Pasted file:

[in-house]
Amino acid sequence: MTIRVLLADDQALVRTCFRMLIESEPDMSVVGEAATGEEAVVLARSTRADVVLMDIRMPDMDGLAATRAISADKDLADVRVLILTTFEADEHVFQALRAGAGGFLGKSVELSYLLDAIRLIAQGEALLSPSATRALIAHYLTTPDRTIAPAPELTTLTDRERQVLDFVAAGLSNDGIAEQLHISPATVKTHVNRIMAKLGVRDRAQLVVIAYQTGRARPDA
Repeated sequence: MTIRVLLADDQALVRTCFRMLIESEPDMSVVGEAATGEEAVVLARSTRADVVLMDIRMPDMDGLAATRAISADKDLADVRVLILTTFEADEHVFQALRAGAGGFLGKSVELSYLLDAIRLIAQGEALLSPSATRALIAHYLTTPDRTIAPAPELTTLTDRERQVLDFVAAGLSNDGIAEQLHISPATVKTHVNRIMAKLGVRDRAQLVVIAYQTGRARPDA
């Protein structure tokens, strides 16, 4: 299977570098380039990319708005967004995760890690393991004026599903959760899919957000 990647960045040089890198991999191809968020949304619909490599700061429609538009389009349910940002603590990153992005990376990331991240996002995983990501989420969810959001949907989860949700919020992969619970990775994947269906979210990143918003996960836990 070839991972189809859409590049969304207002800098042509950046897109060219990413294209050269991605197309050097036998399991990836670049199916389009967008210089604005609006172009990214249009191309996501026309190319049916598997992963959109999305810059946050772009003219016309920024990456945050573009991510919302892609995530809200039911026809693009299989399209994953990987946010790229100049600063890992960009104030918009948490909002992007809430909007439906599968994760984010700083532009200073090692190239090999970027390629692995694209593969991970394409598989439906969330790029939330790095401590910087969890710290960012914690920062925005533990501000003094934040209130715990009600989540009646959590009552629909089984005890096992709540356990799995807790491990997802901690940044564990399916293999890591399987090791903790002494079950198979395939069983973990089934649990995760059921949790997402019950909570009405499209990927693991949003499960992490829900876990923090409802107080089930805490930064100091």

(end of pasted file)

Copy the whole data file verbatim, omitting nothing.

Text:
[in-house]
Amino acid sequence: MTIRVLLADDQALVRTCFRMLIESEPDMSVVGEAATGEEAVVLARSTRADVVLMDIRMPDMDGLAATRAISADKDLADVRVLILTTFEADEHVFQALRAGAGGFLGKSVELSYLLDAIRLIAQGEALLSPSATRALIAHYLTTPDRTIAPAPELTTLTDRERQVLDFVAAGLSNDGIAEQLHISPATVKTHVNRIMAKLGVRDRAQLVVIAYQTGRARPDA
Repeated sequence: MTIRVLLADDQALVRTCFRMLIESEPDMSVVGEAATGEEAVVLARSTRADVVLMDIRMPDMDGLAATRAISADKDLADVRVLILTTFEADEHVFQALRAGAGGFLGKSVELSYLLDAIRLIAQGEALLSPSATRALIAHYLTTPDRTIAPAPELTTLTDRERQVLDFVAAGLSNDGIAEQLHISPATVKTHVNRIMAKLGVRDRAQLVVIAYQTGRARPDA
């Protein structure tokens, strides 16, 4: 299977570098380039990319708005967004995760890690393991004026599903959760899919957000 990647960045040089890198991999191809968020949304619909490599700061429609538009389009349910940002603590990153992005990376990331991240996002995983990501989420969810959001949907989860949700919020992969619970990775994947269906979210990143918003996960836990 070839991972189809859409590049969304207002800098042509950046897109060219990413294209050269991605197309050097036998399991990836670049199916389009967008210089604005609006172009990214249009191309996501026309190319049916598997992963959109999305810059946050772009003219016309920024990456945050573009991510919302892609995530809200039911026809693009299989399209994953990987946010790229100049600063890992960009104030918009948490909002992007809430909007439906599968994760984010700083532009200073090692190239090999970027390629692995694209593969991970394409598989439906969330790029939330790095401590910087969890710290960012914690920062925005533990501000003094934040209130715990009600989540009646959590009552629909089984005890096992709540356990799995807790491990997802901690940044564990399916293999890591399987090791903790002494079950198979395939069983973990089934649990995760059921949790997402019950909570009405499209990927693991949003499960992490829900876990923090409802107080089930805490930064100091």